Social Psychology – Social Impact Theory

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Social Impact Theory (SIT) РLatan̩ and Wolfe (1981)
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The social impact theory states that there are 2 types of people involved in social influences. Sources – those who provide the influence Targets – those who are the influenced
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The impact of this influence depends on 3 factors Number of sources Importance Immediacy
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Number of sources of influence – as the number of people who agree increases so does social impact, e.g. footballers surrounding a referee.
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If there are numerous sources, then the social impact theory states we are more likely to be influenced by them.
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However, there is a law of diminishing returns, two people, plus one more would have a significant impact, but an extra person making 254 instead of 253 who not make as much impact on the target.
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Importance – status, expertise, power, how important the influencing group of people is to you – e.g. the apprentice
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If the source is in a position of high power or status, then the social impact theory states that we are more likely to be influenced by them. When the target sees the other members of a group as competent, then they are more likely to give in and conform with their views.
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Sometimes there is a factor called compliance. This occurs when the sources enhance their strength by making the target feel obligated to the source. Often sources obtain obedience by wearing a uniform or bragging about who they are associated with.
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Immediacy – proximity, closeness in time and space, psychological proximity, emotional closeness, e.g. Gordon Ramsey
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If the source is psychologically, socially or physically close to the target, then the social impact theory states that we are more likely to be influenced by them.
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Milgram concluded that obedience rates were higher when instructions and commanded were issued in person and not from a remote location.
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Mathematical formula i= F(SIN)
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Impact will depend on the function of strength x immediacy x number i= magnitude of impact F= function S= strength f the sources I= immediacy of the sources N= number of the sources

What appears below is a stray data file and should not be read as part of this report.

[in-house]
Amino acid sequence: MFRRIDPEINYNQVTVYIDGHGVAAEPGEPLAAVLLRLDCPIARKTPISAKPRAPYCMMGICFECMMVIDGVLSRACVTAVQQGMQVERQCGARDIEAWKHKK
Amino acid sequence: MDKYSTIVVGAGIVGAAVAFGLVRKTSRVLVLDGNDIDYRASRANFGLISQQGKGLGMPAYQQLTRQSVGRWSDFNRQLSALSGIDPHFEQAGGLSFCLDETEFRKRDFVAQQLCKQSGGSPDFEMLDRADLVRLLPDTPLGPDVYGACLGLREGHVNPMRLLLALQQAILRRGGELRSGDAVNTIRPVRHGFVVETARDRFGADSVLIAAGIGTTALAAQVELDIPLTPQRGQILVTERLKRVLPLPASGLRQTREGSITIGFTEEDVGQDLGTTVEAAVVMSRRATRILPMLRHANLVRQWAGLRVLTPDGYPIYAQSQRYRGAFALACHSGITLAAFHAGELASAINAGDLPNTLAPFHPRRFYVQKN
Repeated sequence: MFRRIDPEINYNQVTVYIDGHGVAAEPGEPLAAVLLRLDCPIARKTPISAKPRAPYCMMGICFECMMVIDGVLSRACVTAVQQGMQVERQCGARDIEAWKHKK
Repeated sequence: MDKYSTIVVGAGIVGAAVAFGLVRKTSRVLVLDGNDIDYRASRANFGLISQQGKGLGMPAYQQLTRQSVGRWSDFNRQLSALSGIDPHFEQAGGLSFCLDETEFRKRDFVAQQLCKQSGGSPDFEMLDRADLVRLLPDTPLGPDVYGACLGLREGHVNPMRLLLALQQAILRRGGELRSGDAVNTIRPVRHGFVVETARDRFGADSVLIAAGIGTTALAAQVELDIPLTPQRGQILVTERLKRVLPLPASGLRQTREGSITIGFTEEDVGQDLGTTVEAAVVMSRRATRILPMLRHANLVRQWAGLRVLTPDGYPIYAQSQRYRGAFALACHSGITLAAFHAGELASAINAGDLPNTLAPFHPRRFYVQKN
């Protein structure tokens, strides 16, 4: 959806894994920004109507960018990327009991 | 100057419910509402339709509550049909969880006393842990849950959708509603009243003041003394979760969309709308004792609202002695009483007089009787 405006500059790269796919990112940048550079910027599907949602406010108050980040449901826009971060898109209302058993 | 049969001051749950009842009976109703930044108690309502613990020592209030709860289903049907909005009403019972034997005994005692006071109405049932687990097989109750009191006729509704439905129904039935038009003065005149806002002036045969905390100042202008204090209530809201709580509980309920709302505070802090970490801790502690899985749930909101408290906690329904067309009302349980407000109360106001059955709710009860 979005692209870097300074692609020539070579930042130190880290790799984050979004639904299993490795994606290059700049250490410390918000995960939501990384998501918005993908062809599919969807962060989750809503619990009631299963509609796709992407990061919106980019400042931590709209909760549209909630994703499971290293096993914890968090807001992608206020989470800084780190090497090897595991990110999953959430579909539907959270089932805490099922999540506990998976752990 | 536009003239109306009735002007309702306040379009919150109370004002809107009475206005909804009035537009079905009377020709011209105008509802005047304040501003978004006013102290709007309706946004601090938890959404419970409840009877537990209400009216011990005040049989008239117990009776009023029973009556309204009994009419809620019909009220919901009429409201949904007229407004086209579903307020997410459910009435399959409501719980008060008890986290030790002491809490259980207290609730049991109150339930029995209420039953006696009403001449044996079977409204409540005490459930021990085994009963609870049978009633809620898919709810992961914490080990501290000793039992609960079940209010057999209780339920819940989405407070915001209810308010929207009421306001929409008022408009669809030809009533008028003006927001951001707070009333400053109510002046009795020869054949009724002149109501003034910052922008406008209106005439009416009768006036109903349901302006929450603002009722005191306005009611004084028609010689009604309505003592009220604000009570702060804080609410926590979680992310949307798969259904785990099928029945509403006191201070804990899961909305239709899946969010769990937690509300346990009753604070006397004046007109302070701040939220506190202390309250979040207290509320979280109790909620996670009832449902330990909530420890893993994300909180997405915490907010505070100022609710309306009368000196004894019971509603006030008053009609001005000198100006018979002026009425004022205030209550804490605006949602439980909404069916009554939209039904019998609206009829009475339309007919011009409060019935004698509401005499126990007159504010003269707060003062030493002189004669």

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Supporting Studies
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Milgram’s variation of the telephonic orders provides support for immediacy. The authority figure was absent in this variation, this caused the obedience levels to drop. The proximity to the experimenter meant that obedience dropped because the authority figure was not in close proximity.
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Milgram’s variation of the office block provides support for importance.
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Obedience levels dropped when the experiment was conducted in the run down office block. This means that obedience dropped due to the experiment being in an office block and not Yale. This shows that the status of a place or person has impact upon obedience.
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Criticism of Supporting Studies
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Many of the supporting studies come from lab experiments. This means that the studies lack ecological validity. This means that demand characteristics may have occurred due to this.
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Different Theories
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Agency Theory could be a better theory of obedience. As it is about obedience specifically and explain that people are agents of those in authority in society. Whereas SIT was not designed to explain obedience but rather to explain how people are affected by the influence of others.
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Applications
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In theory, the formula should be generalizable to different cultures. As SIT claims that the features are present in all groups. Therefore, it doesn’t apply to one culture but can be generalized to all.
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This theory seems to oversimplify the nature of human interaction. It ignores individual differences, e.g. some of us are more resistant to social impact and some more passive. This means that the theory is deterministic.

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